The IIFA Award for Best Homies Goes To… Bollywood and Misogyny

8 Min Read

Fatin Hamama

Over the years, Bollywood might’ve failed miserably whenever it came to representing reality in accordance with the laws of physics or not torturing the audience with terrible CGI effects; but it never gives up the ghost when it comes to objectifying, sexualising, and generally demeaning women on the screens. Here are some of the grossest tropes Bollywood has been honouring for decades by laws of ‘parampara’ while portraying female characters in films:


Trope 1: A for Apple, B for Bat, H for Hypersexualisation

Apart from ensuring that the majority of background dancers in the songs are White, commercial Bollywood films seldom focus on other stuff, such as plot (what even is that), character development, and especially, introducing a female role as an actual human being instead of a decoration for the male lead’s toxic masculinity or a sex icon.

This trend has gone through changes so minuscule over the decades that at this point, if the creators bothered to invest even 1/10 of the effort they spend in cementing the male protagonist’s toxic masculinity into depicting a woman as a creature with thoughts and inner tidings, I might consider popping a bowl of corn kernels in the oven.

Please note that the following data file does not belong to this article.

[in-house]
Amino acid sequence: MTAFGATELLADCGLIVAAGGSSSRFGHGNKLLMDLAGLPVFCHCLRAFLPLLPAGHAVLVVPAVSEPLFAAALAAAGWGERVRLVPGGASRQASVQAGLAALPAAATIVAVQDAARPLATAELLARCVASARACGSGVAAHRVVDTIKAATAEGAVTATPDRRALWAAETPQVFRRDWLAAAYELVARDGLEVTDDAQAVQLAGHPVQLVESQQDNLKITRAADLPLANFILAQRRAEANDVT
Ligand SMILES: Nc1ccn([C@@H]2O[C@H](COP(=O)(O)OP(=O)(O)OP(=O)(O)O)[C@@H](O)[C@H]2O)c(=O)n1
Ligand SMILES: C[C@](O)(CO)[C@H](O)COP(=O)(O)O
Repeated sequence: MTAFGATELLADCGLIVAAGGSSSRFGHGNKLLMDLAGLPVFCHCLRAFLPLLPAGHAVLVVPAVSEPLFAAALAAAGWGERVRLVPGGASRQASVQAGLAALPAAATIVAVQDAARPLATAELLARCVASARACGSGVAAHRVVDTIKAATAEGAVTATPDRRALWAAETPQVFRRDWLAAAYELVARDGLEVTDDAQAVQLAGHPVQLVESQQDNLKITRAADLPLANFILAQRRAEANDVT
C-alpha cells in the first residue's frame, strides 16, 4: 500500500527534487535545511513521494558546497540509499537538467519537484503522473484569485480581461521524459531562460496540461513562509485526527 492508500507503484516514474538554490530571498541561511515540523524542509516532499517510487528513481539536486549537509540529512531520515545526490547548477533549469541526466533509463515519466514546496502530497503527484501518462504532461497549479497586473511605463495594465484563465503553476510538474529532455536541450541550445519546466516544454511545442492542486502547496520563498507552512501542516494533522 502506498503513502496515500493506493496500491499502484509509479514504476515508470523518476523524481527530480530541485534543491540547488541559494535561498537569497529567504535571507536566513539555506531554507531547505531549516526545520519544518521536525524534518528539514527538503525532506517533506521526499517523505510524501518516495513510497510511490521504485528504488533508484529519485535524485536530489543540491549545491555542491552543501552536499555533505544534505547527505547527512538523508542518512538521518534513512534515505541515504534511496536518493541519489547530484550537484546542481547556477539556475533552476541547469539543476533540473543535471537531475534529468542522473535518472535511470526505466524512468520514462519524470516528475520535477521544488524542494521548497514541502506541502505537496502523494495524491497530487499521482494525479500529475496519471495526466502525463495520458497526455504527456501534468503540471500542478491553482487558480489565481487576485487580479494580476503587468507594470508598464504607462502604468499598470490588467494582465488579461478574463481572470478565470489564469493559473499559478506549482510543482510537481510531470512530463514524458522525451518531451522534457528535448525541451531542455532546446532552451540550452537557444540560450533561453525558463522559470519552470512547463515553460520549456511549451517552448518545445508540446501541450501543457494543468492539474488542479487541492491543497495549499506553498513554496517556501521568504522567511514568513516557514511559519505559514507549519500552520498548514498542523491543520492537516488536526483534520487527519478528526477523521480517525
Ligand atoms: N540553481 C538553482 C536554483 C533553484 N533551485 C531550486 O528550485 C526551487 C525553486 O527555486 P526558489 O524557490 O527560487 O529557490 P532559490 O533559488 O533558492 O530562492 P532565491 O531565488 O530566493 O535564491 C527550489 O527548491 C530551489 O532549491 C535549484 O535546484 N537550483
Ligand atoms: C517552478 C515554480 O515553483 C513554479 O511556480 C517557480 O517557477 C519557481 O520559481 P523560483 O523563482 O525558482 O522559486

After all, who hasn’t had enough of watching SRK playing rugby and racing an aircraft (?!), while Kajol just goes around singing “Mere khwabon mein jo aaye, aake mujhe chedd jaye” (the latter lyric literally means that her dream guy harrasses her, what on earth?) — under a shower of rain wearing an outfit clearly meant to sexualise her character?

Also, does every single film really need an item song with a woman infused in it? Sure, the dancers are astoundingly talented. But the extent to which these songs are full of racy imagery and suggestive lyrics —always with women at the center — is revolting.

Trope 2: Bollywood’s Solar System — Male Lead: The Star, Female Lead: A Planet

I know, I know. As if displaying storylines mostly from the perspective of a thickheaded macho fellow who worships his mother, but disrespects every other woman and tries to romance his next door neighbour’s younger daughter by stalking her isn’t enough, Bollywood always has to ensure that the female protagonist’s life revolves around her male counterpart.

Every single decision she makes (that, if she is even given the scope for), every single action she chooses, is because she loves that one guy who starts lip-syncing to annoying love songs every time they share a somewhat romantic moment. What’s even more infuriating is that a lot of times, the women that are portrayed to be witty, strong, and powerful characters in the first half of a movie, are reduced to the same old Planet Role in the next half.

In Bajirao Mastani, for instance, Mastani — despite being a warrior in charge of the soldier troops of an entire region — leaves her responsibilities and home behind just to chase after a man she’d met…what? 3 weeks ago? Help me out a little. Should I go bang my head on a wall, or should I go bang my head on a wall?